Property Development: Whether refusal of consent to a development on aesthetic grounds was reasonable (Hicks v 89 Holland Park Management Ltd - 2021)

The High Court considers whether a landowner’s refusal to grant consent to a development on aesthetic grounds was reasonable.

Property Development: Whether refusal of consent to a development on aesthetic grounds was reasonable (Hicks v 89 Holland Park Management Ltd - 2021)

The background

In Hicks v 89 Holland Park Management Ltd [2021], a developer proposed to develop a contemporary residential building on an overgrown piece of land adjacent to 89 Holland Park, a large period property. The subject land had previously been owned by 89 Holland Park, and the developer was required to obtain the consent of 89HP to her development plans for the site.

Initial plans for an above-ground building were rejected by 89HP as well as the local planning authority, and she subsequently revised her plans to feature a very contemporary property which was largely subterranean. Again, 89HP rejected the plans, although the local planning authority did eventually grant consent. At first instance, the judge found the refusal to grant consent unreasonable as the proposed plans did not affect 89HP’s interests in the property. 89HP appealed, arguing that its refusal to grant consent considered the interests of its lessees. This appeal was allowed and remitted to the High Court.

The decision

The High Court found that 89HP’s refusal to grant consent was reasonable, whilst also finding that its proposals as to a route to move the matter forward were unrealistic. The decision was not a finite ruling, and required further negotiation between the parties to agree a way forward.

89HP had anticipated an above-ground structure which was in keeping with the period style of 89 Holland Park, but the Court found that this was not realistic given that planning permission for a similar development had been rejected. The subterranean development was then proposed by the developer, with three alternatives supplied. The Court held that this ‘important concession’ meant the developer accepted that other designs also stood a chance of planning success, and she also acknowledged that the planning permission permitted a smaller and less disruptive development without requiring a further application, therefore giving the parties some options to consider and discuss. This concession indicated an intention to cooperate with 89HP, which the Court did not feel was reciprocated.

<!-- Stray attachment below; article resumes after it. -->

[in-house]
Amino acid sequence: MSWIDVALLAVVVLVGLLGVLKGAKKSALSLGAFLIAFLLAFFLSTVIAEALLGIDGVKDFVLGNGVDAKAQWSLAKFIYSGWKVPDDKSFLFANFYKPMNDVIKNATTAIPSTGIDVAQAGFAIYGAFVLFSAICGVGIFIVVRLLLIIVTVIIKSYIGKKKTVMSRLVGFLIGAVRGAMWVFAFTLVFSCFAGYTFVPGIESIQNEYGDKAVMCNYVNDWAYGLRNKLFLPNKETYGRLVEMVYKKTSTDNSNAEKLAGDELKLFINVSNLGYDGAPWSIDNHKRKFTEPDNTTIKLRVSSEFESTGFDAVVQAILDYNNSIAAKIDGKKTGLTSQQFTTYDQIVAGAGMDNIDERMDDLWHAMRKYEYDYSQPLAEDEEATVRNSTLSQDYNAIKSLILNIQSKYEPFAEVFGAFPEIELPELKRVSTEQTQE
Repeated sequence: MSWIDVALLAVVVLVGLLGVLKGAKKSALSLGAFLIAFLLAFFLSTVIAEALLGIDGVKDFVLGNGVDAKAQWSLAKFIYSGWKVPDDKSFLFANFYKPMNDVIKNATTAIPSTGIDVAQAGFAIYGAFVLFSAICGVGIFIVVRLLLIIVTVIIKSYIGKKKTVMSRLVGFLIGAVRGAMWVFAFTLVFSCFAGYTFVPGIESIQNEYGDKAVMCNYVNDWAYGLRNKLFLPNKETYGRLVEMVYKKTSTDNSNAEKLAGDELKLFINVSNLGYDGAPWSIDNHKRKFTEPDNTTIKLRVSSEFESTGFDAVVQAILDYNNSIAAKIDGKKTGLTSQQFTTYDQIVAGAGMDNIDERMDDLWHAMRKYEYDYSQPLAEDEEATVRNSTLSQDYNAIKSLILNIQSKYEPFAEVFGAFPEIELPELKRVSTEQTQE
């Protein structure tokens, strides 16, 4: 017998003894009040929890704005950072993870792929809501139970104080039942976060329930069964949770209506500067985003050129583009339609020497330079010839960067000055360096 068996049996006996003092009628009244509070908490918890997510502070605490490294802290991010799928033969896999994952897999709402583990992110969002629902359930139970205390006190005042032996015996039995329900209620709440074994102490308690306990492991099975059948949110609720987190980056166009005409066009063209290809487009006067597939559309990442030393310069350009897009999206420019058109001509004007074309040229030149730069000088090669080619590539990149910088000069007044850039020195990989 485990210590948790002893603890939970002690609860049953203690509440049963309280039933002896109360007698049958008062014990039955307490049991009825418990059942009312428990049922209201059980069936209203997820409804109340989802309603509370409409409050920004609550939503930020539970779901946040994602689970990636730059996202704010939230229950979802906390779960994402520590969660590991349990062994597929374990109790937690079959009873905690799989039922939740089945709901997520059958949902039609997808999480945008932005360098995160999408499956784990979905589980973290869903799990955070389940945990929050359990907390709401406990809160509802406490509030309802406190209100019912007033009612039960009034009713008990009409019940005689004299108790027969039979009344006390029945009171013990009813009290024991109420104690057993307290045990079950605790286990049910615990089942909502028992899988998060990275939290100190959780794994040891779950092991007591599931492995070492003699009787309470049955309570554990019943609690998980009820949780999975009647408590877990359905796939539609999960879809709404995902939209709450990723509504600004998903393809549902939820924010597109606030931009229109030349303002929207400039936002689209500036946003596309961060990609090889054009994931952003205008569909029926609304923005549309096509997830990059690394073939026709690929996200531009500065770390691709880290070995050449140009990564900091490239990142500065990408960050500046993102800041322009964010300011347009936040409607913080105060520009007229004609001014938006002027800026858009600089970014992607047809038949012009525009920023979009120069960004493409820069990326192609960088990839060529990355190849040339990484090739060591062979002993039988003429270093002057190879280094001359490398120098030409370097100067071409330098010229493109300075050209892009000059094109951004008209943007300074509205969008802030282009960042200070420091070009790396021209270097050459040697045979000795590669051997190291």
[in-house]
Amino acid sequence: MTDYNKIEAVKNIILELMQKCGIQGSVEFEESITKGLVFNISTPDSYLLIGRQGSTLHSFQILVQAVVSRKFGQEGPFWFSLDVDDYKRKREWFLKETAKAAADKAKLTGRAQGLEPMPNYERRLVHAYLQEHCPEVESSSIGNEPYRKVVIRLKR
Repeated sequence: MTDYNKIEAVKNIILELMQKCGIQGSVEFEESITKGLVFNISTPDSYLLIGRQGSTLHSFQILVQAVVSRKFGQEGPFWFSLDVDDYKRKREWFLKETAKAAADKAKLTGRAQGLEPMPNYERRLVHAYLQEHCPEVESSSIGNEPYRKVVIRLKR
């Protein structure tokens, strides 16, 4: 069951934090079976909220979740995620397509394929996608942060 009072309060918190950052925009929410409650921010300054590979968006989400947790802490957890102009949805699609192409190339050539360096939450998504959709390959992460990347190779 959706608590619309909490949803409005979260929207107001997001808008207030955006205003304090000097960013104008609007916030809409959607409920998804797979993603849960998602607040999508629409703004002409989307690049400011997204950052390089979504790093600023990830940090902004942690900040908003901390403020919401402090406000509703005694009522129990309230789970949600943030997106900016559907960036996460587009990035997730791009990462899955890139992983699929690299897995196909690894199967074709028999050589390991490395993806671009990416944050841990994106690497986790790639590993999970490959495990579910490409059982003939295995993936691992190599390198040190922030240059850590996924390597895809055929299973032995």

89HP had accepted that the subterranean development was a viable and realistic route forward, and the decision also required some compromise from the developer on the size of the proposed development. Ultimately, the way out of litigation on what had become a prolonged issue relating to the developer’s proposals was suggested to be through practical discussion and cooperation between the parties.

Advice and action 

From a legal point of view, the decision is noteworthy in its acceptance of a refusal of consent to a development on aesthetic grounds. Although subjective, evidence was nevertheless considered and accepted.

The further key theme of this decision is the need for parties to assume responsibility for negotiation of terms between themselves. Litigation in this case has been in the courts for 10 years, having progressed through multiple first instance hearings and a Court of Appeal decision previously. The High Court here, although finding in favour of 89HP on the issues in front of it, placed the onus on the parties to cooperate in order to conclude the matter satisfactorily. Litigation in situations such as this will always be limited, and effective discussion and mediation will often prove to be far more efficient.

89HP’s refusal to grant consent was reasonable, but its proposals as to a route forward were unrealistic. The High Court’s decision was not finite, and required further negotiation between the parties to agree a way forward.

Author

Katie Edwards
Katie Edwards
Associate

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